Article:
Interior and Exterior Styling
As we noted in our recent review of the standard XJ, Jaguar has created an “interior of the Gods” for its flagship sedan. There is a distinct nautical feel to the interior design, from the large circular air vents to the sweeping arch of the dash that will remind you of the curve of a ship’s bow. Interior materials are of the highest quality, with luxurious tan leather covering the seats and rich wood trim adorning the dash and door panels. The interior is so nice that we wonder why someone would spend the extra several hundred grand to buy a Bentley.
Speaking of Bentleys, the XJL’s new exterior design seems to have been inspired a bit by this other classic British luxury marquee. From the imposing front grill to the muscular rear haunches, the new design is definitely a departure from the previous XJ and looks more like the four door cousin of a Continental GT. Although some will lament the lack of continuity, the XJL makes a bold visual statement that still fits within Jaguar’s current design language.
The XJL Supercharged comes standard with a host of interior luxury features, including heated and cooled seats for both front and rear, massaging seats for the driver and front passenger, quad zone climate control, and a panoramic glass roof. In terms of comfort, the only real disappointment is the fact that the XJL just doesn’t seem that roomy, especially for the long wheelbase version of a full-size luxury sedan. Rear legroom is generous, but not excessively so, and headroom is less than ample, especially for taller passengers.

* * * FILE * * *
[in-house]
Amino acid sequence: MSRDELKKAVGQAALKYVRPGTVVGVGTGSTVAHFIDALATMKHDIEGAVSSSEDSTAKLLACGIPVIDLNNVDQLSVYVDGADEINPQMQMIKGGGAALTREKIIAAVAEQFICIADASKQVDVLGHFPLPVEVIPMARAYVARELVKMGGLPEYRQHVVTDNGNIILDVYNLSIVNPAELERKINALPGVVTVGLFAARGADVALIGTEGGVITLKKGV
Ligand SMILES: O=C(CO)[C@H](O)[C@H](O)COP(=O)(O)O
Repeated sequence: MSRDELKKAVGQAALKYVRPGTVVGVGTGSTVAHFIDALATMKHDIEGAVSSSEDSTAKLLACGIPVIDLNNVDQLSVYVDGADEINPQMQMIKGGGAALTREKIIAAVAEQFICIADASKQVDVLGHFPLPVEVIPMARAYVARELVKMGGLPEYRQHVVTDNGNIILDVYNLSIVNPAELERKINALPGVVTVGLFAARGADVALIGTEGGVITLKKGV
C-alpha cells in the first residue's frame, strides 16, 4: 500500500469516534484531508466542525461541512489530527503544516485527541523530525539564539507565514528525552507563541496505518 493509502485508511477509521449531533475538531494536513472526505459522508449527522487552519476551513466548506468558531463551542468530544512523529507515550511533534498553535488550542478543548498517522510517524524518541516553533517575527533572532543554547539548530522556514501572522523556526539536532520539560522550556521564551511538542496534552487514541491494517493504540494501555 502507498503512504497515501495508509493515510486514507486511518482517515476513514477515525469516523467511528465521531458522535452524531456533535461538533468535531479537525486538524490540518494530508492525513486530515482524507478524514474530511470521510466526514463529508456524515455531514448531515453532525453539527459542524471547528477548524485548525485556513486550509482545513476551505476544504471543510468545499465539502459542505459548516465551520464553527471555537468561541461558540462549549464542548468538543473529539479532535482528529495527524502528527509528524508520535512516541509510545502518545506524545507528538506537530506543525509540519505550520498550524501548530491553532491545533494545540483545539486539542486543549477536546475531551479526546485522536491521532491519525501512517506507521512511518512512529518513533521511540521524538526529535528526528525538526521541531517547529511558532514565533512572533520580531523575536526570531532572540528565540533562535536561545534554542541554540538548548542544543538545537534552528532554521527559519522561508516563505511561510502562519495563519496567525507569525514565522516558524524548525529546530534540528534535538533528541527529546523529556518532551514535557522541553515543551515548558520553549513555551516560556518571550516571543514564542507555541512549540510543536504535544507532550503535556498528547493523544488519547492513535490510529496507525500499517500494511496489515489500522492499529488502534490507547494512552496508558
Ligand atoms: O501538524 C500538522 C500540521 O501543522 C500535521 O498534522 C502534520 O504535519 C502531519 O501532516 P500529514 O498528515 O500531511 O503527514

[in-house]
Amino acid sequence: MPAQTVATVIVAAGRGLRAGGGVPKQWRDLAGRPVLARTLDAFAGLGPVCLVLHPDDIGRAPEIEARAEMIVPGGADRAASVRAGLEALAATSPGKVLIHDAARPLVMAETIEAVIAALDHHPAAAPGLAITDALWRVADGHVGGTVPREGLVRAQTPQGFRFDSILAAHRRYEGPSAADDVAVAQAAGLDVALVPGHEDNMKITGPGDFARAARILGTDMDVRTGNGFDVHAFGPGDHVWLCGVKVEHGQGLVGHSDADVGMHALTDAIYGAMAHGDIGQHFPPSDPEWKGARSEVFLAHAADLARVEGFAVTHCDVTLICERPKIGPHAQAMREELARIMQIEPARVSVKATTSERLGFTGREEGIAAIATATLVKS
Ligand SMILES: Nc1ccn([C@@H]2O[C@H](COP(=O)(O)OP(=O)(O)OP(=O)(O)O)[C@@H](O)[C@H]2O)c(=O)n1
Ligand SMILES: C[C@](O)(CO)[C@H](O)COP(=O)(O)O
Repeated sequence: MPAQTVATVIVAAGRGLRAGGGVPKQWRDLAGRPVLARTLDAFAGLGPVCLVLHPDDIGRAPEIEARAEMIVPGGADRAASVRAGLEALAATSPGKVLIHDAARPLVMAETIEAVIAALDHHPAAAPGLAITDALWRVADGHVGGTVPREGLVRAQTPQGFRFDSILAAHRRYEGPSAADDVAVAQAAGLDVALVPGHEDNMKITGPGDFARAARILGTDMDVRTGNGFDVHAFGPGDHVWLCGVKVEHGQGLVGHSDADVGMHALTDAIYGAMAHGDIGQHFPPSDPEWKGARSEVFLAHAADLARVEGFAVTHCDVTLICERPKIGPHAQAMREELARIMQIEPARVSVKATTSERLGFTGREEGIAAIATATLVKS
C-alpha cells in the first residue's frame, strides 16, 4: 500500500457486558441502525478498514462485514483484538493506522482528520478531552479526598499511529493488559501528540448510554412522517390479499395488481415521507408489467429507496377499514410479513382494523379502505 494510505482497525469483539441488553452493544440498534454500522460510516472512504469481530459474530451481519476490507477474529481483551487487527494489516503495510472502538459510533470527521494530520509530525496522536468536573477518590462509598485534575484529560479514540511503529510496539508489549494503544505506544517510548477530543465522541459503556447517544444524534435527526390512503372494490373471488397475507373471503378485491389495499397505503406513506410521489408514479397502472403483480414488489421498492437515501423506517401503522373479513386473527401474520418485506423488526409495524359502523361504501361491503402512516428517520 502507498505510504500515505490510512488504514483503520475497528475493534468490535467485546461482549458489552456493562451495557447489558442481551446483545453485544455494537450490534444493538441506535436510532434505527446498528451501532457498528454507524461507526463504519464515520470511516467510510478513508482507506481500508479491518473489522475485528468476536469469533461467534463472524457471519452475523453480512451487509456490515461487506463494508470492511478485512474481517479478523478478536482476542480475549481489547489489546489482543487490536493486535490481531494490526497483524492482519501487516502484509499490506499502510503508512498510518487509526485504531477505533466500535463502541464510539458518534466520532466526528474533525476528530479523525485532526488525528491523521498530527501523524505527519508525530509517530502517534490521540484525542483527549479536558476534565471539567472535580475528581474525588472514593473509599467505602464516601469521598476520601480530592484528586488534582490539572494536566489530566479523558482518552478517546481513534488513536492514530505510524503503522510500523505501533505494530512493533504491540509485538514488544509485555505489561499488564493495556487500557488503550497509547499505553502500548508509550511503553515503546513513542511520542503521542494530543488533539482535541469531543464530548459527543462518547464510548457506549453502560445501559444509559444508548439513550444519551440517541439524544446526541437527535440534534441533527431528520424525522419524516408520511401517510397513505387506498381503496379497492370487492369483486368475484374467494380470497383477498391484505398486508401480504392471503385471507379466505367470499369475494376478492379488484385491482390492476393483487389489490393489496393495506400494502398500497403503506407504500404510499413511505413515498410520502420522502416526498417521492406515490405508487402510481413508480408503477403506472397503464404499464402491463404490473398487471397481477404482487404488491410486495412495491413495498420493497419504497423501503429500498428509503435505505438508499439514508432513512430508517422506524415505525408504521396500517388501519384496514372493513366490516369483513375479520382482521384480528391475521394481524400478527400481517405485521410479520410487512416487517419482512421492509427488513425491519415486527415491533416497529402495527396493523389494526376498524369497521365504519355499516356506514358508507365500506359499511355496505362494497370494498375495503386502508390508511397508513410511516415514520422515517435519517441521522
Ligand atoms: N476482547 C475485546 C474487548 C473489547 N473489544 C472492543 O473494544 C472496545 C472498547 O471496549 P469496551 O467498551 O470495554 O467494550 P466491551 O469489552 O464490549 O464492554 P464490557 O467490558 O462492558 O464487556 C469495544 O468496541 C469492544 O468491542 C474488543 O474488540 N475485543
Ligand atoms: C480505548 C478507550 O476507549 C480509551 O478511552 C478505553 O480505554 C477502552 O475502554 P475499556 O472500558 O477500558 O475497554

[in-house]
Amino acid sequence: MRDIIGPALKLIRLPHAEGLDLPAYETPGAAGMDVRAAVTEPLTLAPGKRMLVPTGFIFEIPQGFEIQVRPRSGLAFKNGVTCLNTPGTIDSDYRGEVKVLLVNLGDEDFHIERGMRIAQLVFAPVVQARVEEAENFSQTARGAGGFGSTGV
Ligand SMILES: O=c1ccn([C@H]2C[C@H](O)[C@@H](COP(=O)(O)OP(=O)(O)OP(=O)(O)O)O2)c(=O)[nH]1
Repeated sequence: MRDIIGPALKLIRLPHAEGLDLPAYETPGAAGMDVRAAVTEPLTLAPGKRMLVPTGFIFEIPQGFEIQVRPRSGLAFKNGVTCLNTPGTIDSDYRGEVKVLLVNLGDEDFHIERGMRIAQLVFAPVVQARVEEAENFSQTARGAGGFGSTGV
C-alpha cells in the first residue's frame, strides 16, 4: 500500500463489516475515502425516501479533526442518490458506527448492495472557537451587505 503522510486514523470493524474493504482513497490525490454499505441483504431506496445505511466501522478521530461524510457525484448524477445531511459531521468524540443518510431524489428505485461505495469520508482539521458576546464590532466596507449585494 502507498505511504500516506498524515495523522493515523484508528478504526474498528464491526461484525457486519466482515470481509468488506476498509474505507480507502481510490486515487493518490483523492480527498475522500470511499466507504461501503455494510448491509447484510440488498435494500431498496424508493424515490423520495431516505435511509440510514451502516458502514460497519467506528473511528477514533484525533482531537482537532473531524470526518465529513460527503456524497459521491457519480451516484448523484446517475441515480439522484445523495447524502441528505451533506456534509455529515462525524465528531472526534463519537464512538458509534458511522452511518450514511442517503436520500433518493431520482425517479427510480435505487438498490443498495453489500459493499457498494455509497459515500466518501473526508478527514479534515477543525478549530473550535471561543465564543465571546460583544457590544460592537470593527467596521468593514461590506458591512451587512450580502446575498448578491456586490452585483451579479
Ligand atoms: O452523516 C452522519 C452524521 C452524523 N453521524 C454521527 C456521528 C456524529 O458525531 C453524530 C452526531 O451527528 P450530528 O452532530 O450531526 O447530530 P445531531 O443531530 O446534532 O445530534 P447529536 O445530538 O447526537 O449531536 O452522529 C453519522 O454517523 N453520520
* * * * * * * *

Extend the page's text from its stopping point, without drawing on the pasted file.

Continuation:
As you would expect, the XJL also comes loaded with the latest technology, but unfortunately the execution of some of the electronics comes up short. On the plus side, the 1200 watt B&W premium sound system is simply fantastic. Load up your favorite jazz or classical music on the built-in hard disk and you’ll swear your listening to a live performance. Equally impressive is a virtual instrument cluster that uses an LCD panel to display a trio of simulated analog gauges. Not so impressive is the touch screen display that controls the sound system, navigation, and other basic functions. Response time is unusually slow and the user interface is merely adequate.
Our test car came equipped with the optional rear seat entertainment package, which puts 2 small LCD screens in the front seat headrests and gives you a neat little touch screen remote controller that docks into a fold down console, which also includes USB inputs for watching the latest digital media. Unfortunately this system suffers from the same lag time and the screens are really too small for sustained viewing, especially now that you can get a iPad, which is over twice as big, for much less.